Mutational Patterns Drive Metastatic Aggressiveness of Appendiceal Adenocarcinomas

A comprehensive molecular analysis performed in patients with appendiceal adenocarcinomas revealed distinct molecular subtypes: a clinically indolent RAS-mutated/GNAS-wild-type/TP53-wild-type subtype; a chemotherapy-resistant GNAS-mutated predominant subtype; and an aggressive, highly aneuploid TP53-mutated predominant subtype. The study findings highlight the value of performing somatic tumour profiling for this relatively rare malignancy. Different molecular subtypes of appendiceal adenocarcinomas have distinct clinical and biological behaviours that may be useful in guiding treatment decision making regarding whether to offer cytoreductive surgery and/or systemic therapy. The results are published by Dr. Andrea Cercek of the Division of Solid Tumor Oncology, Memorial Sloan Kettering Cancer Center in New York, NY, US and colleagues on 9 December 2022 in the Journal of Clinical Oncology.

The authors wrote in the background that appendiceal adenocarcinomas encompass diverse, rare tumours that comprise up to 1% of all gastrointestinal cancers. Appendiceal adenocarcinomas are conventionally defined by histology. Mucinous appendiceal adenocarcinoma is the most common subtype, identified by tumour cells highly enriched in surrounding mucin, while goblet cell adenocarcinoma exhibits mixed glandular and neuroendocrine features, and intestinal or colonic-type adenocarcinoma is morphologically similar to colorectal cancer.

Appendiceal adenocarcinomas are usually managed by using colorectal cancer treatment paradigms. Given high appendiceal adenocarcinomas peritoneal tropism, management often involves extensive peritoneal-based cytoreductive surgeries to remove visible disease.

Many patients with metastatic appendiceal adenocarcinoma exhibit decades long disease indolence with a low peritoneal cancer index tumour burden; these patients can experience long treatment-free intervals following cytoreductive surgeries. Other patients with similar histologic features exhibit aggressive, unresectable disease, poor overall survival (OS), and low chemotherapy responsiveness. Given the shortcomings of histopathologic appendiceal adenocarcinoma features to predict clinical outcomes, the study team determined whether co-occurring genomic alterations can identify molecular subtypes with conserved clinical behaviour.

A comprehensive molecular analysis was performed in patients with appendiceal adenocarcinoma to define molecular subtypes. Associations between molecular subtype and OS, intraoperative peritoneal cancer index, and first-line chemotherapy response were assessed adjusting for histopathologic and clinical variables using multivariable Cox proportional hazards, linear regression, and logistic regression models. 

The study team defined distinct molecular lineages of mucinous appendiceal adenocarcinoma from co-occurring mutations in GNAS, RAS, and TP53. Of 164 mucinous appendiceal adenocarcinomas, 24 were RAS-mutated predominant (RAS-mutated/GNAS-wild-type/TP53-wild-type) with significantly decreased mutations and chromosomal alterations compared with tumours with GNAS mutations (GNAS-mutated predominant) or TP53 mutations (TP53-mutated predominant).

No patient with RAS-mutated predominant subtype metastatic mucinous appendiceal adenocarcinoma died of cancer, and OS in this subgroup was significantly improved compared with patients with GNAS-mutated (p = 0.05) and TP53-mutated (p = 0.004) predominant subtypes.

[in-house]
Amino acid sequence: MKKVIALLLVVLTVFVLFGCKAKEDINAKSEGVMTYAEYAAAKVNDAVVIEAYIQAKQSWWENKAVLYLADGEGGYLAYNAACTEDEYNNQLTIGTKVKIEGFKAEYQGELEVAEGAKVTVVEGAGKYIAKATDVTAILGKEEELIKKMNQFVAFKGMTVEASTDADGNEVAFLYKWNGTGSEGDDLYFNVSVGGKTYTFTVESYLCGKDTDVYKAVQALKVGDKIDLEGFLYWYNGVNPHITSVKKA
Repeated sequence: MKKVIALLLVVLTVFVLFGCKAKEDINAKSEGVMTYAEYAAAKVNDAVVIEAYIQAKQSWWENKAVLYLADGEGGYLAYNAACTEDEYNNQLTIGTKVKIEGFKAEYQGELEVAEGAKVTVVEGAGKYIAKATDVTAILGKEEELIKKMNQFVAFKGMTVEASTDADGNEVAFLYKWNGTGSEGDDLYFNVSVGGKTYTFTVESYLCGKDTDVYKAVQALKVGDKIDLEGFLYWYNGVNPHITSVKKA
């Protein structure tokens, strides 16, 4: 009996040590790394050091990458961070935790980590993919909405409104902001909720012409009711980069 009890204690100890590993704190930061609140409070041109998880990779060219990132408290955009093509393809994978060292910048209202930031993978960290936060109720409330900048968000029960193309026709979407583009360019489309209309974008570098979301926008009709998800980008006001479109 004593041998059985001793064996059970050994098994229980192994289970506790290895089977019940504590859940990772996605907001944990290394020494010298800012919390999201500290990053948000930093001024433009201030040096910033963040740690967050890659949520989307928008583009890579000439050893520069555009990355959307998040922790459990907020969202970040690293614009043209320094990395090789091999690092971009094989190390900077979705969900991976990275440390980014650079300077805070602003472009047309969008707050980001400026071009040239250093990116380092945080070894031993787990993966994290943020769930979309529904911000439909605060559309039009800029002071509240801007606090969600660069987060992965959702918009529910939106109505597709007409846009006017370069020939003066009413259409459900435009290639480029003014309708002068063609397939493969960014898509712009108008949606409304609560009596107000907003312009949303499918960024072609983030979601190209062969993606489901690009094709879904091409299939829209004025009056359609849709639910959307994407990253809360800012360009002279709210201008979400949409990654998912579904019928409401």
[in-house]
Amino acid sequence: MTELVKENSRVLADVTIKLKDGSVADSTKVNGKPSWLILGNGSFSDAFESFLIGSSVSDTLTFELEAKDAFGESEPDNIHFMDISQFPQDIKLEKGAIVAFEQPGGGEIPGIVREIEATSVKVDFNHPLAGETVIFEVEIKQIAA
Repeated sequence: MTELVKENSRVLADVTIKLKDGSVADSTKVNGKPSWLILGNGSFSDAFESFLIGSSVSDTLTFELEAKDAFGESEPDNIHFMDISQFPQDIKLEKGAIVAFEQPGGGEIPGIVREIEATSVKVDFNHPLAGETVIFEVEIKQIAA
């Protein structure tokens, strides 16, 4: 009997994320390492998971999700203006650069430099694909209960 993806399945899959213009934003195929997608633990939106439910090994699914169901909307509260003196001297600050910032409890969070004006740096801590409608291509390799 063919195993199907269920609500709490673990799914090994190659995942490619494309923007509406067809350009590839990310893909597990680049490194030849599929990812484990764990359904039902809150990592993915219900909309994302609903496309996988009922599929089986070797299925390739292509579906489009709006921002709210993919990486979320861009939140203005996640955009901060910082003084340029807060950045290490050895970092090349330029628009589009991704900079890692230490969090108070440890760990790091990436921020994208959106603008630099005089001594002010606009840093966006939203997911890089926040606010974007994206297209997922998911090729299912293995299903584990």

TP53-mutated predominant subtypes were highly aneuploid; increased tumour aneuploidy was independently (p = 0.001) associated with poor prognosis. The findings retained significance in patients with any metastatic appendiceal adenocarcinoma.

RAS-mutated predominant metastases exhibited reduced peritoneal tumour bulk (p = 0.04) and stromal invasion (p < 0.001) compared with GNAS-mutated or TP53-mutated predominant tumours.

Patients with RAS-mutated predominant mucinous appendiceal adenocarcinoma responded more to first-line chemotherapy (50%) compared with 6% of patients with GNAS-mutated predominant tumours (p = 0.03).

The study team found that activating mutations in GNAS and RAS are common in appendiceal adenocarcinoma with relatively fewer TP53 mutations compared with sporadic colorectal cancer. The results demonstrate that the clinical course of appendiceal adenocarcinoma is linked to specific mutational profiles. The profiles show that RAS mutations likely occur early in mucinous appendiceal adenocarcinoma oncogenesis followed by acquisition of mutations in GNAS or TP53 in a near mutationally exclusive pattern.

Analysis of molecular subtypes defined by these mutational patterns reveals the associated progressive aneuploidy and adverse patient outcomes that accompany this mutational evolution. The findings offer a new perspective on molecular complexity as a driver of appendiceal adenocarcinoma metastatic aggressiveness and demonstrate the potential value of key mutational patterns in the clinical management of this disease.

The study was supported by the Glades Foundation, funding from the US National Institutes of Health, the Conquer Cancer—Boehringer Ingelheim Endowed Young Investigator Award in Gastrointestinal Cancer, the US National Cancer Institute grant, and by the Marie-Josée and Henry R. Kravis Center for Molecular Oncology. The Conquer Cancer Foundation is administered by the American Society of Clinical Oncology.

Reference

Foote MB, Walch H, Chatila W, et al. Molecular Classification of Appendiceal Adenocarcinoma. JCO; Published online 9 December 2022. DOI: 10.1200/JCO.22.01392

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